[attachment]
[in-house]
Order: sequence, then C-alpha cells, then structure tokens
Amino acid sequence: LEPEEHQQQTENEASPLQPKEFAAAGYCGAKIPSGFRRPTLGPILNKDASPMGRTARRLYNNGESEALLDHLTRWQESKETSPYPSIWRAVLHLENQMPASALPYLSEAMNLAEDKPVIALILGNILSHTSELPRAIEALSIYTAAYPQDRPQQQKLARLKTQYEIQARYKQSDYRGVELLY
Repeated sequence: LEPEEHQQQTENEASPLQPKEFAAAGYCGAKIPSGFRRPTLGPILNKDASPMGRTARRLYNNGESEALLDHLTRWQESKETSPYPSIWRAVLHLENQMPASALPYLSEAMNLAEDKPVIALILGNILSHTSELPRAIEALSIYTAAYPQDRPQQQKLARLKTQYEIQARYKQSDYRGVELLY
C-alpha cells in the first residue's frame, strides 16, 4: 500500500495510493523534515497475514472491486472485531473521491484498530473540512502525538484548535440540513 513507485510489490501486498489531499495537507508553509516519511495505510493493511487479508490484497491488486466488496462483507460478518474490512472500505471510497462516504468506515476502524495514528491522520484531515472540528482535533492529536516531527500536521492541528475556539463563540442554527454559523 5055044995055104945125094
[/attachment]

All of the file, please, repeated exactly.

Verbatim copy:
[in-house]
Order: sequence, then C-alpha cells, then structure tokens
Amino acid sequence: LEPEEHQQQTENEASPLQPKEFAAAGYCGAKIPSGFRRPTLGPILNKDASPMGRTARRLYNNGESEALLDHLTRWQESKETSPYPSIWRAVLHLENQMPASALPYLSEAMNLAEDKPVIALILGNILSHTSELPRAIEALSIYTAAYPQDRPQQQKLARLKTQYEIQARYKQSDYRGVELLY
Repeated sequence: LEPEEHQQQTENEASPLQPKEFAAAGYCGAKIPSGFRRPTLGPILNKDASPMGRTARRLYNNGESEALLDHLTRWQESKETSPYPSIWRAVLHLENQMPASALPYLSEAMNLAEDKPVIALILGNILSHTSELPRAIEALSIYTAAYPQDRPQQQKLARLKTQYEIQARYKQSDYRGVELLY
C-alpha cells in the first residue's frame, strides 16, 4: 500500500495510493523534515497475514472491486472485531473521491484498530473540512502525538484548535440540513 513507485510489490501486498489531499495537507508553509516519511495505510493493511487479508490484497491488486466488496462483507460478518474490512472500505471510497462516504468506515476502524495514528491522520484531515472540528482535533492529536516531527500536521492541528475556539463563540442554527454559523 5055044995055104945125094